Ryan: Have the Darlington penalties redefined what ‘cheating’ entails in NASCAR?

0 Comments

Disqualifying tainted winners, revamping laborious postrace inspections, shortening the news cycle for announcing penalties.

There is a sprawling list of hot-button issues spawned by the postrace Southern 500 penalties that shook NASCAR this week. But there is a fundamental question at the heart of the controversy.

Where does NASCAR want to be positioned philosophically on its time-honored traditions of chasing the limits of the rules?

Can a sanctioning body whose Hall of Fame opened seven years ago with a prominently displayed moonshine still (a wink and a nod to charter member Junior Johnson’s bootlegging days of outrunning the law through the North Carolina hills) eradicate “cheating” from a sport where skirting the law has been endemic since its inception?

And does “cheating,” an emotionally charged, pejorative term whose use in racing seems best restricted to such high-level tampering as jet fuel additives, soaked tires and oversized engines, now apply to something so rudimentary as seeking performance advantages?

For decades, NASCAR has celebrated the ingenuity of crew chiefs who incessantly burn the midnight oil hunting for extra speed. When Kyle Larson’s No. 42 Chevrolet constantly was in the crosshairs of officials midway through the summer, Dale Earnhardt Jr. and Kevin Harvick were among those who came to the defense of Larson’s team for working on the edge of legality.

Conventional wisdom in NASCAR held that’s permissible provided there is no overt intent to deceive by building blatantly illegal devices or parts (a stance taken this week by Joe Gibbs Racing in explaining how Denny Hamlin’s penalties could be out of its control). There are no designators for misdemeanors and felonies in NASCAR’s court of law, but the distinctions always have seemed obvious.

And if the exhaustive examinations currently conducted weekly at the NASCAR R&D Center retroactively were applied to the sanctioning body’s first five decades, how many victories would need to be reclassified and how much history would need to be rewritten?

Unquestionably, though, there has been a tipping point reached on satellite radio and social media recently in which a vocal majority now wants teams that push the boundaries to be treated in the same heavy-handed ways as those that flaunt them.

In the context of a playoff structure that has made victories more instrumental to contending for a championship, a winner’s car being deemed illegal understandably will raise the support for increasing the accompanying punishments to include taking away wins.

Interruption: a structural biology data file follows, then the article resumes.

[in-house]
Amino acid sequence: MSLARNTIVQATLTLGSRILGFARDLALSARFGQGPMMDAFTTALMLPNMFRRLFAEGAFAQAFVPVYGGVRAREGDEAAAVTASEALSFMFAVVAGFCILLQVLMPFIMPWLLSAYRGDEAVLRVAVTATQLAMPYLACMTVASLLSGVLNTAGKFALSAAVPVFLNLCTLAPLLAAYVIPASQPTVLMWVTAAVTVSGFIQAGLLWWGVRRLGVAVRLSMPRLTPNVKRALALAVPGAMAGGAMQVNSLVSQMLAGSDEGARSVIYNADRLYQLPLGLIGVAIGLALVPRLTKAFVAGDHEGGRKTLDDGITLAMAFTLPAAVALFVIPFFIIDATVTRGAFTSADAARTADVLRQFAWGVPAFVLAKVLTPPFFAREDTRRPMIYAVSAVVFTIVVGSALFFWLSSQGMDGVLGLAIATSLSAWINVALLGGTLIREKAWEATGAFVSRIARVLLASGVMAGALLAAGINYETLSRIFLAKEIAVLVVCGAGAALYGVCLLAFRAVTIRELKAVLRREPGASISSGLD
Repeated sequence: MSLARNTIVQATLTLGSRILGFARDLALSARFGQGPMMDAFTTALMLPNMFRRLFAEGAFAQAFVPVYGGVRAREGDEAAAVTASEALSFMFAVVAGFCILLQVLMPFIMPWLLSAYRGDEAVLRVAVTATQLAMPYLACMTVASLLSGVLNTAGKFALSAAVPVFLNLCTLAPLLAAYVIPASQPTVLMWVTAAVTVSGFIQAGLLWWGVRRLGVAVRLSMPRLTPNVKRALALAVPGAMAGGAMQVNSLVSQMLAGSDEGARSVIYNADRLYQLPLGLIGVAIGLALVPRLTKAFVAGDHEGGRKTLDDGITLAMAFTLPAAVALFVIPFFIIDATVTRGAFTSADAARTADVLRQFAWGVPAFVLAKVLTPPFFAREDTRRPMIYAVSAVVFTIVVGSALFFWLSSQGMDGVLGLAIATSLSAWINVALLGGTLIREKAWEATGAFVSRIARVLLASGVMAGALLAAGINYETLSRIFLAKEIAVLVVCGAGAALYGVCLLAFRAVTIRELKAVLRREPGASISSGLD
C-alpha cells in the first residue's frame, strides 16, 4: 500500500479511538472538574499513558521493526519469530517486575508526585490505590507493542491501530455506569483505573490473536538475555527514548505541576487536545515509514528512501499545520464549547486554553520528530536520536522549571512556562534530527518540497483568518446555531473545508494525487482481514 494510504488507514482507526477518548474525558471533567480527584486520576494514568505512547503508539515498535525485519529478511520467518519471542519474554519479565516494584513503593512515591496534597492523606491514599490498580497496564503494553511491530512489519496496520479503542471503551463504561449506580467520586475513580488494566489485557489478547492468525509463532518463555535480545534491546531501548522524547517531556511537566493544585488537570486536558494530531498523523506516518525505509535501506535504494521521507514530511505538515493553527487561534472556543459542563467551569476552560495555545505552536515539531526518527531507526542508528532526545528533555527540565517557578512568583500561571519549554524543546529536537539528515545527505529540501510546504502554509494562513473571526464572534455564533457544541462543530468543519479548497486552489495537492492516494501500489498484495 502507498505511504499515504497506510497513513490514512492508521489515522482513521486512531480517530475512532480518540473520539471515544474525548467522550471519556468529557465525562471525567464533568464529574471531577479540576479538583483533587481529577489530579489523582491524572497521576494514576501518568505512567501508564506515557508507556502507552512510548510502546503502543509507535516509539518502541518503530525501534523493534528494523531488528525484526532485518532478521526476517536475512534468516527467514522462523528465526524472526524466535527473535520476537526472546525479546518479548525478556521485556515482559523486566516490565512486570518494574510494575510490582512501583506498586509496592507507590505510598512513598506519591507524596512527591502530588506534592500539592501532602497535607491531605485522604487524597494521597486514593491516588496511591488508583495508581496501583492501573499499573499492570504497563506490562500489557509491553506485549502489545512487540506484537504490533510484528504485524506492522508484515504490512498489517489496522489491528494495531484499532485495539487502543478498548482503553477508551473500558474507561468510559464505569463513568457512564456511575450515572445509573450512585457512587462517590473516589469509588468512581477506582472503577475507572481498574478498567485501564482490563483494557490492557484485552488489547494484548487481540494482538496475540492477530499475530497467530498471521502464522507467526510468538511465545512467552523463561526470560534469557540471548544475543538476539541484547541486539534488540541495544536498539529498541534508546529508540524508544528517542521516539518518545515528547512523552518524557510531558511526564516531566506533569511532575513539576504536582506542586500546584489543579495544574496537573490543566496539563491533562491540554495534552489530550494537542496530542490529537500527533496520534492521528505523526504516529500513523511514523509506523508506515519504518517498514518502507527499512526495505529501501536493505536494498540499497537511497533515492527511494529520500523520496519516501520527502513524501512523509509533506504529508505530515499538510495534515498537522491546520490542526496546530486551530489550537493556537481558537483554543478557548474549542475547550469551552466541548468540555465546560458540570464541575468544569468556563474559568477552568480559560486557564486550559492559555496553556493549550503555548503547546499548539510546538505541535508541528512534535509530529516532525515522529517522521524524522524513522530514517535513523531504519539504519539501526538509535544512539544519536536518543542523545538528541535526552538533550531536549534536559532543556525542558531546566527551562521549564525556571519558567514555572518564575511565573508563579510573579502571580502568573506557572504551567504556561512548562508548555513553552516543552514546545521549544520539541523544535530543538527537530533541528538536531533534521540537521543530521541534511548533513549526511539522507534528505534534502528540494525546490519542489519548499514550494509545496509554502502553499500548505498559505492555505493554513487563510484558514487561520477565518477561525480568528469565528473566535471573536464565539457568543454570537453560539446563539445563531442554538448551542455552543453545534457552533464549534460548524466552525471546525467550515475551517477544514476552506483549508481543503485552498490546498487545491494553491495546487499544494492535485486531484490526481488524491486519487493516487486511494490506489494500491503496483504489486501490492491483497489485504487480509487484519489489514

But this groundswell also seems more than that – the rejection of a foundational part of NASCAR, in which the goal always has been to build the fastest cars possible with an understanding that pursuit inevitably will land teams on the wrong side of legitimacy.

Is it throwing out the baby with the bathwater to insist upon teams always following the letter of the law when NASCAR’s appeal has been rooted in testing the spirit of the law?

Can stock-car racing really go straight, in other words, and retain its soul?

Here are the other questions facing NASCAR’s oversight of the Cup Series entering the 2017 playoffs:

When does stripping wins become an option? Changing the longstanding policy of leaving wins intact despite postrace penalties isn’t going to happen during the 2017 season, but NASCAR will need to reconsider it for 2018.

–Short of that, can anything else be done to encourage deterrence this season? Yes, which is why NASCAR told teams Friday that it will increase the penalties for rear suspension violations and now include three-race suspensions for car chiefs.

–Could postrace inspections be finished at track through the end of the season? This might happen naturally next season as NASCAR moves toward a new inspection process (more below) that hopefully will de-emphasize – and perhaps eliminate – the need for R&D Center inspections. But again, it would be unlikely to happen in 2017, and it wouldn’t result in a new winner, just a more expeditious result (which might be preferable).

What about points penalties in the cutoff race of the playoffs for an advancing driver? Currently, it’s a penalty with no impact because the points immediately are reset for the next round. With the addition of playoff points that carry through the first nine races, NASCAR might need to consider having penalties for title-eligible teams with an impact on playoff points.

–Was Darlington the start of a trend or just a final test of NASCAR’s willingness to drop the hammer? For everyone’s sake, let’s hope it was the latter.

XXX

Lost amid the penalty aftermath of the Southern 500 was the longest green-flag run (102 laps) to end a 500-mile race at Darlington in more than 11 years, underscoring NASCAR’s increasing willingness to holster its yellow flags for debris.

Through 25 races, there have been 16 debris cautions – the lowest total at this point in the season since there were nine in the first 25 races of 2000. NASCAR has thrown only four yellows for debris in 10 races since a late debris caution in the June 18 race at Michigan International Speedway raised the hackles of many competitors.